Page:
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An Inspirational Mom

 

This week we open our space to a guest blogger, one of our runners, Sarah Jo Wright

Jan25
Sarah Jo with her finisher’s medal

I was never athletic growing up.  As opposed to the rest of my family who were very athletic, I was awkward and clumsy, never good at anything related to sports.  So, as a sort of anti-rebellion, I buried myself in what I was good at, which was books and academics and stayed as far away as possible from anything physical.  Thus I grew up to be fat, lazy, unhealthy and incredibly ordinary.

 

Eventually I got a little older, a little wiser, got married and had kids.  With all the attention being paid to the obesity epidemic in children, I knew I didn’t want my children to grow up with the same attitudes that I had.  In the back of my mind I always thought that I would do something about that at some point, when I had more time.

 

But then my mother was diagnosed with brain cancer.  She had a glioblastoma, and was only given a few months to live.  Big shock.  Even more shocking was that she hung on and continued to live past all expectations and explanations.  It got to be incredibly stressful and I realized something:  I couldn’t put my life on hold waiting for her to die. My mother knew that I loved her.  She also knew that I had my own family and children to take care of and that I needed to live life.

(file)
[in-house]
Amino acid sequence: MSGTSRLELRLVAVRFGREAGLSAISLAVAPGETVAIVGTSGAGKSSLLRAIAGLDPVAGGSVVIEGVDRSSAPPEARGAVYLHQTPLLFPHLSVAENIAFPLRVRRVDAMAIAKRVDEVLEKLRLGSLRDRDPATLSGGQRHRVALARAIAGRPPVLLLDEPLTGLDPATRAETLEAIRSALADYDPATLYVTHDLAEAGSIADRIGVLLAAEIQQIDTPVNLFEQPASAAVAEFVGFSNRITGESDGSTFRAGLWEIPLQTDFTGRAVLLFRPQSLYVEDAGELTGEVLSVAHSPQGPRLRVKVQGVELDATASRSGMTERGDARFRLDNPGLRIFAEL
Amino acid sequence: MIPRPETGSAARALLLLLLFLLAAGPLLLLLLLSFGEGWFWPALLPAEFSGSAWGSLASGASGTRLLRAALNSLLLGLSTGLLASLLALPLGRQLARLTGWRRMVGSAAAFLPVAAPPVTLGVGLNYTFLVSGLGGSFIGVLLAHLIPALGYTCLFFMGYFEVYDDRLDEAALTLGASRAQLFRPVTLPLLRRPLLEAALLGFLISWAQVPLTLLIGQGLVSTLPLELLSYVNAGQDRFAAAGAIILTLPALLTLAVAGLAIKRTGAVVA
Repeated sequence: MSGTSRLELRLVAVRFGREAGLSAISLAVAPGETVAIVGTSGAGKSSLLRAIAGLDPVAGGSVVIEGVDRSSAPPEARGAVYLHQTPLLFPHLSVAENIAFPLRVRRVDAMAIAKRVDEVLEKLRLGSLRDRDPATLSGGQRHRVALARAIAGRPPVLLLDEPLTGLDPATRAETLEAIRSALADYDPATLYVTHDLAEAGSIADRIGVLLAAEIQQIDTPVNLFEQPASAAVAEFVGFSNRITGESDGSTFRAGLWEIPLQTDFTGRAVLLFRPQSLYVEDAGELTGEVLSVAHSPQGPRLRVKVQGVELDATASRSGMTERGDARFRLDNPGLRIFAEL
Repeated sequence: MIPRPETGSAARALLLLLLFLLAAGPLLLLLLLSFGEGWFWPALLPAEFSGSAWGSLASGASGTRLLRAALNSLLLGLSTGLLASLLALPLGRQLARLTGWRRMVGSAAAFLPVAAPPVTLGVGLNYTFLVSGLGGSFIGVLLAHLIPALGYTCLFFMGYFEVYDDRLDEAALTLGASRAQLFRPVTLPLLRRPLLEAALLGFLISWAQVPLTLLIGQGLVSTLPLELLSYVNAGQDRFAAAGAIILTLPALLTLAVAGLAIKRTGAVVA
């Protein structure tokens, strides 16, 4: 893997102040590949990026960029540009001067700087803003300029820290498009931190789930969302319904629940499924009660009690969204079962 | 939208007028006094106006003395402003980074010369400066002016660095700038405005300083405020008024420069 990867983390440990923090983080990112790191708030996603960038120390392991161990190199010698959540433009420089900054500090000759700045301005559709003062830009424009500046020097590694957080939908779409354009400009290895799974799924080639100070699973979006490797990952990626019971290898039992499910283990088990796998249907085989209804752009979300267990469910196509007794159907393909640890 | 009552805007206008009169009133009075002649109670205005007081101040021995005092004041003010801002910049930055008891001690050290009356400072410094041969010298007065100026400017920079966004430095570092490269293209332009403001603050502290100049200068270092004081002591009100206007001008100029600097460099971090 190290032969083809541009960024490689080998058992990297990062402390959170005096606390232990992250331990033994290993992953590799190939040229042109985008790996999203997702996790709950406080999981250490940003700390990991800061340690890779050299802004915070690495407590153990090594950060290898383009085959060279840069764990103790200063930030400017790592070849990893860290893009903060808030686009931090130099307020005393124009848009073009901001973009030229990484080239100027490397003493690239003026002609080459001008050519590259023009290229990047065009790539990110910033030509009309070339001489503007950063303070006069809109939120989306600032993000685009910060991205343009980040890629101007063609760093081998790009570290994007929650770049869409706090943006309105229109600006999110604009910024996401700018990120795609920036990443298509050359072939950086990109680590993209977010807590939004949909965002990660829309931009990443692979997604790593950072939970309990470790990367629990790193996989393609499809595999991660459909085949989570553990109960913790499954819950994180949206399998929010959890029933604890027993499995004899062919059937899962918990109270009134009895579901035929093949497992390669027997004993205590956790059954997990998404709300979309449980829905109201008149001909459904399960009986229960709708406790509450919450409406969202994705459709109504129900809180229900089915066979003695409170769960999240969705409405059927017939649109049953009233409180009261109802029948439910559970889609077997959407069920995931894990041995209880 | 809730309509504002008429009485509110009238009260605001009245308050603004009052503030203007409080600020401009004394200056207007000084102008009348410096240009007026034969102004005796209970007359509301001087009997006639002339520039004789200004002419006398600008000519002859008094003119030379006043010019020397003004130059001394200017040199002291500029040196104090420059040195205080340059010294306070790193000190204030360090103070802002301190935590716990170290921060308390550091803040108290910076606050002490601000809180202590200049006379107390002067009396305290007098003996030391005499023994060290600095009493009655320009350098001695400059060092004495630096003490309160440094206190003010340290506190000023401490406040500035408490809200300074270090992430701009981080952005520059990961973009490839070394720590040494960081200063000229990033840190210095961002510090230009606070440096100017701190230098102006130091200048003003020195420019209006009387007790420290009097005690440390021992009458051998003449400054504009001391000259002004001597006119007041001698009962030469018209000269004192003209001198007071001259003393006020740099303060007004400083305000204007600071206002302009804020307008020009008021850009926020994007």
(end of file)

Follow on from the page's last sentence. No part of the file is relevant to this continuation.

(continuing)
It was at this point I realized that I couldn’t put off teaching my children to be healthy.  I needed to change now.

 

So I started running.  Well, more of a fast walk, but I started doing 10Ks and as a family we started being more active.  In the back of my mind, though, was this secret desire to do a half marathon.  I had never known anyone ordinary like me who had done one.  And I really wanted to be able to call my mother from the finish line and tell her that I finished a half marathon and hear that she was proud of me.  I didn’t make it.  My mother died in December of 2014 and I didn’t run my first half marathon until May of 2015.

 

When I did the AF half marathon in 2016, I was completely intimidated.  There I was, this ungainly spastic hippo of a floppy civilian in the middle of these incredibly fit, athletic and inspiring military men and women, and I felt that I had no business being there.  However, what I found was that everyone was very encouraging, those in uniform even more so.

 

My race bib said, “For My Kids.”  As I got closer to the finish line, people could tell I was really struggling.  With every single step, it felt like the bones in my feet were falling apart.  I heard people start yelling at me that I was almost there and that I was making my kids proud.  I sucked it up, narrowed my focus and sprinted the last quarter mile through the chute and crossed that glorious finish line.

 

Pic3Jan25
Sarah Jo with “Elvis,” one of the marathon’s on-course entertainers.

When they gave me my finisher’s medal, they shook my hand with respect.  It was a hard-earned respect that may not mean much to most people, but it meant a lot to me because that kind of respect doesn’t happen that often, and it changes your perspective.

 

I am still fat and ordinary, and I may not look like much, but here is the point I am desperate to make to my children:

 

I will never win any race that I run.  I will never place, never win the trophy, wear the laurel wreath or be the best.  I am just…ordinary.  But, without ordinary people like me, you have no measure by which to determine what the truly extraordinary is.  That makes me important and gives value to my efforts at running.  I want my children to value that as well.

 

And my new dream is to someday hang my children’s finisher medals next to mine.